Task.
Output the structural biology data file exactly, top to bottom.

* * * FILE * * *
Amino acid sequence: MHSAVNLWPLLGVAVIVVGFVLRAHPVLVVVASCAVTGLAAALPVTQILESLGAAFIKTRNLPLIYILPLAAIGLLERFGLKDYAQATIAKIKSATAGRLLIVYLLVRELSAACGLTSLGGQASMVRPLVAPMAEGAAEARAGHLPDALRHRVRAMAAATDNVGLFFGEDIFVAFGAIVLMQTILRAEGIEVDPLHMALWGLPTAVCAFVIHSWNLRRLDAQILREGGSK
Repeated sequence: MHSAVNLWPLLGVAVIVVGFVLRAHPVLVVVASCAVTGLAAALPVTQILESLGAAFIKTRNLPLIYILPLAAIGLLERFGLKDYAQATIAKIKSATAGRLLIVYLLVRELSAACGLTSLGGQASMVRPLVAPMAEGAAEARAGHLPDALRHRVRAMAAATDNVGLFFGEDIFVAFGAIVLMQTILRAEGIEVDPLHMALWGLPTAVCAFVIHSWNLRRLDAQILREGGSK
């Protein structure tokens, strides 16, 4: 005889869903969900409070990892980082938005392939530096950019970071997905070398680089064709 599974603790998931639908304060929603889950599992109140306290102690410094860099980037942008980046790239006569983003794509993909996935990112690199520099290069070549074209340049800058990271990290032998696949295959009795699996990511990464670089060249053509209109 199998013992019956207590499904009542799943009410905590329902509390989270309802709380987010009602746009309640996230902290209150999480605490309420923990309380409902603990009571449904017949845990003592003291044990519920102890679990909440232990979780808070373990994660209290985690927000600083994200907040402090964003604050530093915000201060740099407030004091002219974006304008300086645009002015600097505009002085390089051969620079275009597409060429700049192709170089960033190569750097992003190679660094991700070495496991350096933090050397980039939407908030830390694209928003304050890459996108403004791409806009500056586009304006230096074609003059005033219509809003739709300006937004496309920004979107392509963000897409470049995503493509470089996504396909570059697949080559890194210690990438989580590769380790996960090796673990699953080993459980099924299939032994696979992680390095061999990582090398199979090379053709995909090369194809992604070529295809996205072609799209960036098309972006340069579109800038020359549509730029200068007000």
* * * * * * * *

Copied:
Amino acid sequence: MHSAVNLWPLLGVAVIVVGFVLRAHPVLVVVASCAVTGLAAALPVTQILESLGAAFIKTRNLPLIYILPLAAIGLLERFGLKDYAQATIAKIKSATAGRLLIVYLLVRELSAACGLTSLGGQASMVRPLVAPMAEGAAEARAGHLPDALRHRVRAMAAATDNVGLFFGEDIFVAFGAIVLMQTILRAEGIEVDPLHMALWGLPTAVCAFVIHSWNLRRLDAQILREGGSK
Repeated sequence: MHSAVNLWPLLGVAVIVVGFVLRAHPVLVVVASCAVTGLAAALPVTQILESLGAAFIKTRNLPLIYILPLAAIGLLERFGLKDYAQATIAKIKSATAGRLLIVYLLVRELSAACGLTSLGGQASMVRPLVAPMAEGAAEARAGHLPDALRHRVRAMAAATDNVGLFFGEDIFVAFGAIVLMQTILRAEGIEVDPLHMALWGLPTAVCAFVIHSWNLRRLDAQILREGGSK
């Protein structure tokens, strides 16, 4: 005889869903969900409070990892980082938005392939530096950019970071997905070398680089064709 599974603790998931639908304060929603889950599992109140306290102690410094860099980037942008980046790239006569983003794509993909996935990112690199520099290069070549074209340049800058990271990290032998696949295959009795699996990511990464670089060249053509209109 199998013992019956207590499904009542799943009410905590329902509390989270309802709380987010009602746009309640996230902290209150999480605490309420923990309380409902603990009571449904017949845990003592003291044990519920102890679990909440232990979780808070373990994660209290985690927000600083994200907040402090964003604050530093915000201060740099407030004091002219974006304008300086645009002015600097505009002085390089051969620079275009597409060429700049192709170089960033190569750097992003190679660094991700070495496991350096933090050397980039939407908030830390694209928003304050890459996108403004791409806009500056586009304006230096074609003059005033219509809003739709300006937004496309920004979107392509963000897409470049995503493509470089996504396909570059697949080559890194210690990438989580590769380790996960090796673990699953080993459980099924299939032994696979992680390095061999990582090398199979090379053709995909090369194809992604070529295809996205072609799209960036098309972006340069579109800038020359549509730029200068007000």